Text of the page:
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Can I have a romance that won’t make me cry

November 22, 2012

One of the hardest requests I’ve had was to recommend romance fiction that was not going to make my reader cry.

Several years ago, I had two requests for romance fiction that was only happy. One was from a borrower and the other was from a friend (who was also a borrower at another branch in my library network) both of whom were having chemotherapy for breast cancer. Both of them had said “I just don’t want to cry. I need to stay positive and I really want to read some happy romance”.

Now this may seem to be a simple task for the non-romance reader for romance is perceived as pleasurable reading, it is light, it has a happy ending. But to achieve a happy ending and to keep the reader engaged most romances delve into some dark emotions and unbelievable sadness and betrayal. These obstacles can seem insurmountable, heartbreaking, tear-jerking and emotionally distressing so much so that the reader is left exhausted before the author brings the feeling up again.

Photograph from Flickr user PinkSherbet/original owner “D Sharon Pruitt” Creative Commons License

I could never recommend Sherry Thomas’s Not Quite a Husband with the heart-wrenching lack of communication between Leo and Bryony to these women – yet it is a brilliant romance. I have read many Julia Quinn novels that are light and fun Regency romances yet to blithely recommend any of her books would mean I could inadvertently have a reader crying their eyes out over the Michael’s unrequited love for Francesca in When He was Wicked.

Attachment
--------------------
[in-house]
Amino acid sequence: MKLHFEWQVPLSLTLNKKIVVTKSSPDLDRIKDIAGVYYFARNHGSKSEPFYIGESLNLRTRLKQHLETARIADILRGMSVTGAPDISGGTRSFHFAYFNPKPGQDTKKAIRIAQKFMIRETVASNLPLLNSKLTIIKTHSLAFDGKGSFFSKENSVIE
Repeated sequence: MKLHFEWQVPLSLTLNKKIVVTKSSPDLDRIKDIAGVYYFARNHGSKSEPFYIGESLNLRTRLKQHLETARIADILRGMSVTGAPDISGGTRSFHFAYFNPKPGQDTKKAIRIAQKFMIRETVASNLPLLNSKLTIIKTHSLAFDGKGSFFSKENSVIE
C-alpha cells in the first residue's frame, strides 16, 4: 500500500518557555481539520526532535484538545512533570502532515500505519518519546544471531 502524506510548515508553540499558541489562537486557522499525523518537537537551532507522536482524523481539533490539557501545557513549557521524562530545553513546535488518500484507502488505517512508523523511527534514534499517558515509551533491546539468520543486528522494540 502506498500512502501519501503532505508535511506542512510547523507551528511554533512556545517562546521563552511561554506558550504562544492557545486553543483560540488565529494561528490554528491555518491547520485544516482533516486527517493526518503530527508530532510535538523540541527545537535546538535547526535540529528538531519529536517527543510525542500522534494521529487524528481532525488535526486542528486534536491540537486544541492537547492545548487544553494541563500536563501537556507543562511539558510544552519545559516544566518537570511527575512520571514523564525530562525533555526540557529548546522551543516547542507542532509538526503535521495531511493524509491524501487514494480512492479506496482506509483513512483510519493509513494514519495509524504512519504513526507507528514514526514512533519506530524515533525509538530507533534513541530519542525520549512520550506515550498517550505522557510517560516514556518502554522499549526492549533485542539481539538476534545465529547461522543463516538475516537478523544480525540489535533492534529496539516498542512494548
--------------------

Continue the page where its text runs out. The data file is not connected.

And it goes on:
Book reviewers are always keen to tell you if a book is a tear-jerker but they rarely indicate when a book has brought a tear to their eye, particularly if the protagonists overcome their sad situation to have a happy ending. If I had not been asked for romances, I think I would have been more successful in finding books that were not sad. Any fiction that is based on characterisation and relationships has the potential to make the reader cry whereas I feel that this is less likely in reading an action adventure tale.

Knowing this, I felt that I needed to have read the books that I was recommending to both my borrower and my friend. I gave them both Rachel Gibson’s See Jane Score and Susan Elizabeth Philips’s Match Me if you Can. Both came back happy with those books and asked for more. I gave them Jennifer Crusie’s Welcome to Temptation but I made note to not give them The Cinderella Deal. We seemed to do the loops with these three authors with me carefully vetting each book recommendation first. After a while my borrower made her own way with her choices and we would chat at the circulation desk. Since I finished at my previous workplace I have not heard from her or how she has been.

I started lending my own books to my friend and though we didn’t get to see each other as much as I would have liked, our rotation of happy reads (delivered through another friend) continued. Sadly, a year and a half after I was first asked to recommend romances that would not make her cry my friend passed away. About two months later I received a small bag with the last four books I had lent her, one still had her bookmark left in it. As much as Rachel Gibson used to make me laugh with her wry observations and her funny dialogue, I can no longer read her books without have a cry first.



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